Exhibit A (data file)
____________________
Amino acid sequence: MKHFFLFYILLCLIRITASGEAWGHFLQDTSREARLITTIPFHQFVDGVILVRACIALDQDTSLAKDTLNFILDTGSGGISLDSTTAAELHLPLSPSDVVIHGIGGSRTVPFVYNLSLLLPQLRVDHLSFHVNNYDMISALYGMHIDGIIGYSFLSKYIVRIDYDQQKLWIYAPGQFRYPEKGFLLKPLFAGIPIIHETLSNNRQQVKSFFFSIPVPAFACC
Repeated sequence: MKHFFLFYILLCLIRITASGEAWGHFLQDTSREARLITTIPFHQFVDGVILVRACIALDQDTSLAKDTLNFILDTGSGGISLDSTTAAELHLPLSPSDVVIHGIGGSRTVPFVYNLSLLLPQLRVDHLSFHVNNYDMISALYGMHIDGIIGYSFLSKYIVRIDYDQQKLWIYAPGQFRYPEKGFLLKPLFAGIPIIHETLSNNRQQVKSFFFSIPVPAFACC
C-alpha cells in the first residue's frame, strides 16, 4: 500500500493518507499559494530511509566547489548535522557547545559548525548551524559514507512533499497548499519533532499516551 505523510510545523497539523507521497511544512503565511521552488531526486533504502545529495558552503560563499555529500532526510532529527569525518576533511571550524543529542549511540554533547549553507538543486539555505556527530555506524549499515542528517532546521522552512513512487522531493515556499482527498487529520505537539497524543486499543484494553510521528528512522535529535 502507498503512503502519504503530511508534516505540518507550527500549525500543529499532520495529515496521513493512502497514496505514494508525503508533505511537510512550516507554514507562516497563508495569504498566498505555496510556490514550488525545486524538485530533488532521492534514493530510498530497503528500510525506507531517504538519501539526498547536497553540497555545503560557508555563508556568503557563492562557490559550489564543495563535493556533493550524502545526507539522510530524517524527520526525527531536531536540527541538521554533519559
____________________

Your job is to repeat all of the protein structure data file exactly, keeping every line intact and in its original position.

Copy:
Amino acid sequence: MKHFFLFYILLCLIRITASGEAWGHFLQDTSREARLITTIPFHQFVDGVILVRACIALDQDTSLAKDTLNFILDTGSGGISLDSTTAAELHLPLSPSDVVIHGIGGSRTVPFVYNLSLLLPQLRVDHLSFHVNNYDMISALYGMHIDGIIGYSFLSKYIVRIDYDQQKLWIYAPGQFRYPEKGFLLKPLFAGIPIIHETLSNNRQQVKSFFFSIPVPAFACC
Repeated sequence: MKHFFLFYILLCLIRITASGEAWGHFLQDTSREARLITTIPFHQFVDGVILVRACIALDQDTSLAKDTLNFILDTGSGGISLDSTTAAELHLPLSPSDVVIHGIGGSRTVPFVYNLSLLLPQLRVDHLSFHVNNYDMISALYGMHIDGIIGYSFLSKYIVRIDYDQQKLWIYAPGQFRYPEKGFLLKPLFAGIPIIHETLSNNRQQVKSFFFSIPVPAFACC
C-alpha cells in the first residue's frame, strides 16, 4: 500500500493518507499559494530511509566547489548535522557547545559548525548551524559514507512533499497548499519533532499516551 505523510510545523497539523507521497511544512503565511521552488531526486533504502545529495558552503560563499555529500532526510532529527569525518576533511571550524543529542549511540554533547549553507538543486539555505556527530555506524549499515542528517532546521522552512513512487522531493515556499482527498487529520505537539497524543486499543484494553510521528528512522535529535 502507498503512503502519504503530511508534516505540518507550527500549525500543529499532520495529515496521513493512502497514496505514494508525503508533505511537510512550516507554514507562516497563508495569504498566498505555496510556490514550488525545486524538485530533488532521492534514493530510498530497503528500510525506507531517504538519501539526498547536497553540497555545503560557508555563508556568503557563492562557490559550489564543495563535493556533493550524502545526507539522510530524517524527520526525527531536531536540527541538521554533519559